The good weather is here and it is very tempting to explore beyond ‘lockdown’. However some people have taken this to extremes and now we face the inevitability of further spikes. This weekend and in the week ahead the weather forecast in the South East (one of the lowest Covid- 19 areas in the UK) predicts perfect summer weather, which doesn’t bode well in terms of crowds on the beaches and in the cafe’s and restaurants. How long did it take to convince people to stop smoking? Or to stop wearing fur? These were huge campaigns which took years to take effect. I think we need a similar approach and to somehow encourage people to feel they are doing something important and positive rather than being denied freedom of choice of their actions.
So many of us continue to have our meetings on Zoom and for those of you who are still reluctant to try it, it has become very easy to access and understand. It is also an excellent alternative to meetings in groups. Please do contact firstname.lastname@example.org for advice and assistance to get started so that you can invite other clubs to your events, socialise online and continue to raise your profile. Our WhatsApp forum is full of life, with daily message, pictures, news, congratulations, and support where needed. Even I, a latecomer to online technology, have found you don’t have to be a teenager to adopt new ways of communicating.
Our July 7th event on Zoom – @Home with FIWAL was a great success. Our speaker Dr. Geri Parlby, MA History of Art and a doctorate in Theology, Art Historian and Freelance Lecturer, gave a very interesting illustrated talk, “This won’t Hurt a Bit – Medicine in Art Throughout the Ages”. It was fascinating, amusing and at times gory as primitive treatment methods were shown on screen.
Thank you to all our clubs who are offering events on Zoom. It is encouraging to see the variety on offer. Your commitment and hard work is appreciated.
Some years ago I was in Australia staying with a dear friend, another avid reader, who gave me a pile of books to dip into. The one I chose to read first was a true adventure story of Capt. Henry Rawlinson, a soldier, sportsman and explorer. From 1827 he spent twenty-five years in India, Iran, Iraq and Afghanistan. A brilliant linguist, he became obsessed with Cuneiform, one of the world’s earliest systems of writing. An immense inscription on a sheer rock face at Behistun in Iran was the key to understanding the many Cuneiform scripts and languages. Rawlinson had the skills to achieve the dangerous ascent and copy the monument.
Within this ground-breaking history of discovering an ancient language, he mentioned a time in January 1842 when the British garrison of Kabul, besieged, badly led, and out of food and ammunition, began its retreat to India. In the depths of winter, through mountainous passes, the column was constantly harassed by the Afghans. Discipline collapsed and every day hundreds died from hunger and cold, or attacks by insurgents. Very few survived. It was, arguably, the biggest military disaster of the 19th century.
Major-General Sir Robert Henry Sale who had been based in Kabul had been ordered to force a route through to Jalalabad just before the general uprising. This failed. Among the refugees was Lady Florentia Sale, wife of the Major General. Florentia and a number of others were taken hostage by an Afghan chieftain. Constantly being moved to avoid abduction attempts by rival factions and kept prisoners as a bargaining counter for future safe conduct, life was miserable: lice, fleas, earthquakes, rain, snow, lack of hygiene, glutinous mutton stew and little bedding or shelter. Her captors were quite prepared to kill her and her companions if it suited them. She knew the penalties.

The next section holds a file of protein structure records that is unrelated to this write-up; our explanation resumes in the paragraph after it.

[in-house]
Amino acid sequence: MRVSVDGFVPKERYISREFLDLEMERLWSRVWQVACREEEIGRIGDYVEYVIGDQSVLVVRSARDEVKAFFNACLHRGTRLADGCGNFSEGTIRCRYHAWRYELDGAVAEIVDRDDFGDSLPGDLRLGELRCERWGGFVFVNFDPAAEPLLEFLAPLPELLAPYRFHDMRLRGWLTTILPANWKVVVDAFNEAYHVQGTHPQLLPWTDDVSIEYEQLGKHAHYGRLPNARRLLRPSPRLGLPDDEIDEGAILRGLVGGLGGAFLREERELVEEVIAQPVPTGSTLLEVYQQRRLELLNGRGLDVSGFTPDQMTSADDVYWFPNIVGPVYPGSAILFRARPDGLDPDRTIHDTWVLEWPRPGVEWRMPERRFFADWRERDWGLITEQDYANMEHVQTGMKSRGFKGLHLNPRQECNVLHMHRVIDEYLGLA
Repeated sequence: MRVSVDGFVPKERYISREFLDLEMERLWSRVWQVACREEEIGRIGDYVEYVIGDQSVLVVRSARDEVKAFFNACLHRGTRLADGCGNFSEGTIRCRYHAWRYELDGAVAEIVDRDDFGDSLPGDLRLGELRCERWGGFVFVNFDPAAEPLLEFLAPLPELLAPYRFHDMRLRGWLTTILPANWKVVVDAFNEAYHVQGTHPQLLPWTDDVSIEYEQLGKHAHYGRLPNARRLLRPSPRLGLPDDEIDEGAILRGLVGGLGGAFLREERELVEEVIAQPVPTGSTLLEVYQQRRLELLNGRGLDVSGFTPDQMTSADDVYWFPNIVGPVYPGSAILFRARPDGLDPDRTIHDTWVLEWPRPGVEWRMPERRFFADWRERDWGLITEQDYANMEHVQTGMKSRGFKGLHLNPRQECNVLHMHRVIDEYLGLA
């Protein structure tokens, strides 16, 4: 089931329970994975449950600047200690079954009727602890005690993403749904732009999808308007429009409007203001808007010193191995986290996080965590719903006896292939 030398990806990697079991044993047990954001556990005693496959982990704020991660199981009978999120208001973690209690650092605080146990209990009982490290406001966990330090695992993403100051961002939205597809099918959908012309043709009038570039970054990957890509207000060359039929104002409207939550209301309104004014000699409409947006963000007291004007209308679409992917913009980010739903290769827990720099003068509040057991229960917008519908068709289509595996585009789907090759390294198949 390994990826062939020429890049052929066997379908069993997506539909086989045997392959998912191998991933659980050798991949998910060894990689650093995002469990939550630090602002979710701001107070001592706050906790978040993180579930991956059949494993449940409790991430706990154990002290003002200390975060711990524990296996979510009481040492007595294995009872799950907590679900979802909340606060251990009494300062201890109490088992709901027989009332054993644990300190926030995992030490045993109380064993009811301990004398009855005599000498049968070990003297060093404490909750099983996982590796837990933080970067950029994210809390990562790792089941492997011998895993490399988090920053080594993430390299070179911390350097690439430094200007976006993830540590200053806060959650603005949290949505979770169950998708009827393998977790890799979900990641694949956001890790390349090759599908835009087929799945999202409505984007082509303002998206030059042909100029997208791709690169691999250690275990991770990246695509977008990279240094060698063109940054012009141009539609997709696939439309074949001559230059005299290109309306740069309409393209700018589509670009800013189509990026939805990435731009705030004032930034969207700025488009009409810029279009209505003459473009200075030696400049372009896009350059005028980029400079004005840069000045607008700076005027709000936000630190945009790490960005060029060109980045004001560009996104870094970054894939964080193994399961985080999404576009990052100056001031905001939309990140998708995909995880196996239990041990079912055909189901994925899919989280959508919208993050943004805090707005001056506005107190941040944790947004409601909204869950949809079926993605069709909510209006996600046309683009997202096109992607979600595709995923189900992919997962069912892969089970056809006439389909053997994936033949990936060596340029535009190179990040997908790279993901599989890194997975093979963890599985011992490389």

Akbar Khan (1816–45) the son of Dost Muhammad, ruled for three years before his death in 1845. He disregarded the terms of a treaty, and in January 1842 as refugees, Lady Sale and her daughter, Alexandrina, were taken hostage, along with British officers and soldiers and other women and children. A total of 63 hostages were held, several of whom died in captivity. The prisoners finally were released after nine months of captivity, when they offered to pay a large bribe to their Afghan jailer. Lady Sale, who was wounded in the initial fighting and had a bullet in her wrist, managed to keep the diary that she had begun in Kabul in September 1841, making frequent entries right up to her release.
This diary of the events leading up to and whilst in captivity, became a sensation when it was published in Britain in 1843 and she was seen as a heroine. Henry Rawlinson wrote that Lady Sale, with a large number of children, was taken hostage by Akbar Khan to insure the exodus of General Sale and his battalion, whom he had furnished with pack animals and food. Nine months later, in a severe winter Lady sale was released (probably through a settled ransom) to face the perilous journey and eventually caught up with the battalion. Word reached her that the children had been released from captivity without provisions and were dying from hunger cold and disease. Lady Sale and other wives of soldiers took the hazardous journey to go back for the children but less than half had survived.
I had a friend in England whose name is Sale and as it is an uncommon name I called him and asked if he knew of this history. Yes, he said she was my Great Grandmother and apart from other information, he mentioned that she had nine children!
I hope everyone who is celebrating Eid al-Adha is having a wonderful time with their friends and family, but not too close!
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